In March 2021, a group of determined long-time friends set off on a mind-blowing excursion. Their mission; to cross Canada on the longest North-South crossing ever attempted. 7 months of skiing, canoeing, and biking through polar bear territories, arctic windstorms, and flooding. This is Expedition AKOR.
Follow along as the team recounts their treacherous journey, from Nunavut to Ontario, powered by nothing but the human body, will, and determination.
After months of travelling on the longest North to South crossing of Canada ever attempted, the team of Expedition Akor is finally on the last days of their journey. It's a journey that has been stretching for more than 7 months and one which required a lot of resilience and patience from our adventurers. Our friends have just passed the city of Sudbury, after which they cut south into the greater Toronto area. They still have about 500 km to go before they reach their final destination. They should complete this distance in 5 days, and their arrival date is officially scheduled for November 8th. We would like to thank everyone warmly, deeply, passionately, on behalf of the entire Akor 2021 team, for the support you have given to the expedition.
In the past week, the team has crossed the dividing line separating the vast Arctic watershed from the Atlantic watershed - where they have been since the beginning of the expedition. Now, when they see water, it no longer flows north but east! This is a very symbolic step for our adventurers. Another pinnacle point of progress has been made; they can see the US across the water when cycling. In 178 days of skiing, canoeing and cycling, they have finally reached the American border. They are closer than ever to calling their mission complete!
"It feels like it was three years ago. As if there had been three separate expeditions in this improbable journey." This week, Nicolas and Guillaume celebrated a special anniversary: their seventh month of the expedition! They are stunned when they think of how far they have come since Eureka. After some brutal days biking, they are finally out of Winnipeg. they entered the boreal forest and thus left the prairies with their winds and big trucks blasting past the group at 130 km/h. They have been occupied with steep and sometimes very long, unforgiving hills for the past few days. Yet, they say it is mentally much less difficult to bear than a headwind on the prairies.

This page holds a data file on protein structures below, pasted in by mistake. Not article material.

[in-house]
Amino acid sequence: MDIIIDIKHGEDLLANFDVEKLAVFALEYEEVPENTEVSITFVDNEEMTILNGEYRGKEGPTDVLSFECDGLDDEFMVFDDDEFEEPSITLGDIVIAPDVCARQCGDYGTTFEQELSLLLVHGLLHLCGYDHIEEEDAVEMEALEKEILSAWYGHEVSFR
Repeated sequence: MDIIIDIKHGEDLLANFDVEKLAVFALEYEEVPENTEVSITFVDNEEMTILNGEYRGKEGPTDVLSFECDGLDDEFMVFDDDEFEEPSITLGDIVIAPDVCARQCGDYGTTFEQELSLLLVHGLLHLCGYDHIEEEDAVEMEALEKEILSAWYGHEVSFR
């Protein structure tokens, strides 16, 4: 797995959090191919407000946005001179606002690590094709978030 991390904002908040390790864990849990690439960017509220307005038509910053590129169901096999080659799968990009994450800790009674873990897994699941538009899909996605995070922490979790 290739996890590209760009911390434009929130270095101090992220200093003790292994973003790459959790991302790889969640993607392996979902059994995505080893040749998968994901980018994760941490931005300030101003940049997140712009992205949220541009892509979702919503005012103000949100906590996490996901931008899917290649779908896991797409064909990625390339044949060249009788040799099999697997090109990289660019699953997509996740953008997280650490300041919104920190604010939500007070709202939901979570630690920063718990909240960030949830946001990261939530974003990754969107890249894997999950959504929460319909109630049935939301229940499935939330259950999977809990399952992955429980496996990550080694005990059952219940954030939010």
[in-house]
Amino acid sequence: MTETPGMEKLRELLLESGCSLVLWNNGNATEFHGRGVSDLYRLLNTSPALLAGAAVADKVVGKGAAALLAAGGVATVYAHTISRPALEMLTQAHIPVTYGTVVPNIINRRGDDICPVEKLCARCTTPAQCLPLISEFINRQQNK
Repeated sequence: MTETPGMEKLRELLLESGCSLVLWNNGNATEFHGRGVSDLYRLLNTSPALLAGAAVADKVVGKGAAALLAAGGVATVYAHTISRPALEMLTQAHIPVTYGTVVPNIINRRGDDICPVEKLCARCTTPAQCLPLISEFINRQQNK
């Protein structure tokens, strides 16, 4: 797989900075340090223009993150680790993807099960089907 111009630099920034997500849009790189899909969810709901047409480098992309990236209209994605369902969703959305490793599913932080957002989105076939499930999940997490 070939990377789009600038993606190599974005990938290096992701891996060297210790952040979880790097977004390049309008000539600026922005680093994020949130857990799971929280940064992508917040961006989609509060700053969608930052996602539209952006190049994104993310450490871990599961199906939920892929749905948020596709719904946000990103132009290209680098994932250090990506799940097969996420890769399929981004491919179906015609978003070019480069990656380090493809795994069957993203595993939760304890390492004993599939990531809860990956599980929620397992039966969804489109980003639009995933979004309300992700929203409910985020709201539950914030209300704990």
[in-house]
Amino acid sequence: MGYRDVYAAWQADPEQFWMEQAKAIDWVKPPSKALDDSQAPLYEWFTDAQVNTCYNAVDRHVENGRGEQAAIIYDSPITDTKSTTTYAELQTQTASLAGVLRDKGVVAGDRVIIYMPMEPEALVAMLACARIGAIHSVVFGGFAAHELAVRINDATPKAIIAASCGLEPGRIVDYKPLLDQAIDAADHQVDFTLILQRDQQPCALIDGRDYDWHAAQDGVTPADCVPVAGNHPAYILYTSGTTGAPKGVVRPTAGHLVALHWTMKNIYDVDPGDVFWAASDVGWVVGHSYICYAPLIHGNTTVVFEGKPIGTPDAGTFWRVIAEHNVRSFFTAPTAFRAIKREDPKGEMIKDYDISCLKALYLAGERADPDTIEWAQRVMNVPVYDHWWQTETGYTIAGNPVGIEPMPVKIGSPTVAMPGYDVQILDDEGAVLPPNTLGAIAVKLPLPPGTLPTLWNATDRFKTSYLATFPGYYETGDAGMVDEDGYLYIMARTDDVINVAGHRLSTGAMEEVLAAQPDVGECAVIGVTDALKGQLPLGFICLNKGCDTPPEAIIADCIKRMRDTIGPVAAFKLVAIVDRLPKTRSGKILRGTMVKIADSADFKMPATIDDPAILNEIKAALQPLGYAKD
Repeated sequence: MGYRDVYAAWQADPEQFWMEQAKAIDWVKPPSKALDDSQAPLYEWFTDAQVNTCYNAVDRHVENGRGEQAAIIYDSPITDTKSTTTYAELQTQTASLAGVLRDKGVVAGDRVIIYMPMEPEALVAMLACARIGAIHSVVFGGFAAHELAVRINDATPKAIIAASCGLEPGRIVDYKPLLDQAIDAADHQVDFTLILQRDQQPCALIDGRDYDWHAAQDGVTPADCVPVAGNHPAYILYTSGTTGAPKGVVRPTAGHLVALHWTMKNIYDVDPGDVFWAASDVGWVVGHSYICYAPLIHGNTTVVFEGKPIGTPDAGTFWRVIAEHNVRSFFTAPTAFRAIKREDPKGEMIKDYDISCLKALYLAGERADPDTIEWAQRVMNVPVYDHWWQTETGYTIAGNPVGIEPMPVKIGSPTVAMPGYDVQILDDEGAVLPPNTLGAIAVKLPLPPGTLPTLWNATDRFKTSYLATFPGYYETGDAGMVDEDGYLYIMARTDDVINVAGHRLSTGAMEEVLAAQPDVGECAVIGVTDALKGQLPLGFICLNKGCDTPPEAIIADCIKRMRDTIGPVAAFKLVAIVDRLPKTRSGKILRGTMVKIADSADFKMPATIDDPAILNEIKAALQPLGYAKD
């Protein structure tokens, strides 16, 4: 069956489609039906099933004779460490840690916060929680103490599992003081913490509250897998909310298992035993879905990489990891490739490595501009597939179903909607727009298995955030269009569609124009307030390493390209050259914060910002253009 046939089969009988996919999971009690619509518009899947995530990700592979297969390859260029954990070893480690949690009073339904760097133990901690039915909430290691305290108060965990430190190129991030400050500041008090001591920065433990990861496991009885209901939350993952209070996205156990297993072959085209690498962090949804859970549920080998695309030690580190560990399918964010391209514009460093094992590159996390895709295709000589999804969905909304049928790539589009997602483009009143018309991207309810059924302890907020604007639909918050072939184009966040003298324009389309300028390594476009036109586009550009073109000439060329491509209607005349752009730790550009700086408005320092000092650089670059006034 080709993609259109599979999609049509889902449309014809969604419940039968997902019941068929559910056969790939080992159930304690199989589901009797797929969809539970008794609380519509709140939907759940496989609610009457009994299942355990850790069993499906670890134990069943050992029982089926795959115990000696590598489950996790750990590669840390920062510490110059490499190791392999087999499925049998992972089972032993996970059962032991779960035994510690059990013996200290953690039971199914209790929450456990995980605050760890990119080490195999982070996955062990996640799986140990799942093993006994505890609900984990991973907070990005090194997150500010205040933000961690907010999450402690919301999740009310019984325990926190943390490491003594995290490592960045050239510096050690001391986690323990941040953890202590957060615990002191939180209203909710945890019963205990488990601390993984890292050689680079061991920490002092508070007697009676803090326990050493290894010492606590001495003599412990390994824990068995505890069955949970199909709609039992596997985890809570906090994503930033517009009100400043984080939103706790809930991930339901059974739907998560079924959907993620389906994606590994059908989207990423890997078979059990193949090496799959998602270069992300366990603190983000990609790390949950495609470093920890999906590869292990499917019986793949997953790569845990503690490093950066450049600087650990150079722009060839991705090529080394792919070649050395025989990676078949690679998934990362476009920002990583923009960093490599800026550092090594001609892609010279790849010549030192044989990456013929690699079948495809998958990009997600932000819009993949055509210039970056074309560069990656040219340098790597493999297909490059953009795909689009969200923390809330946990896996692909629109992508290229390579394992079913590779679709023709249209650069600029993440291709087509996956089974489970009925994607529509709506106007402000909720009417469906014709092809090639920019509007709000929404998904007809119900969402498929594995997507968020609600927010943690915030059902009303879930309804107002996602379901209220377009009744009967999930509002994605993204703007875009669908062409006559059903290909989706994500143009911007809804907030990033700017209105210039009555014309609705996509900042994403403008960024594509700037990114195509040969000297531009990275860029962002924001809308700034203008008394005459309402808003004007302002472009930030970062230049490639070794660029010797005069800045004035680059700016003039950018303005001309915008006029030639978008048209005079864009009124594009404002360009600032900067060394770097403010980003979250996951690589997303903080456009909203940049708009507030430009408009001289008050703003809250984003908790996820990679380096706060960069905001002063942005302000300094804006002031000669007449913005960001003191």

Apart from some small repairs on the bicycles, such as a broken luggage rack, the team has been experiencing an exceptionally smooth journey. The people who cross the path of Expedition Akor are very kind and generous. Of course, when the expedition members tell them where they are from, the reaction is always the same: "oh sh***t, you guys are crazy" - which is not wrong. At the moment, two uncontrolled forest fires are raging near Hudson Bay. The day before yesterday, the smoke was so concentrated (the wind was blowing it west towards our cyclists), that they spent the day being engulfed in smoke. This, of course, does not make it easy on the team. However, they keep trudging on.
Our team of Expedition Akor is officially making moves in the bicycle portion of their journey. They have also brought in two new team members for the last part of the journey: Béatrice Lafrenière and Isabella Donati-Simmons. Both are good friends of Étienne, and they were welcomed, of course, with open arms. They are currently riding between 60 and 80 km per day, even though they are on a dirt road where large ore trucks sometimes speed by. The sight of cyclists can be assumed to be very seldom, so the team is on high alert. They will be in the town of La Ronge in 2 days and expect to be in Prince Albert in 5 to 6 days. At the time being, it is still difficult to give a precise arrival date in Pointe Pelee, which is at the very end of the course. However, it should be between October 25 and November 5.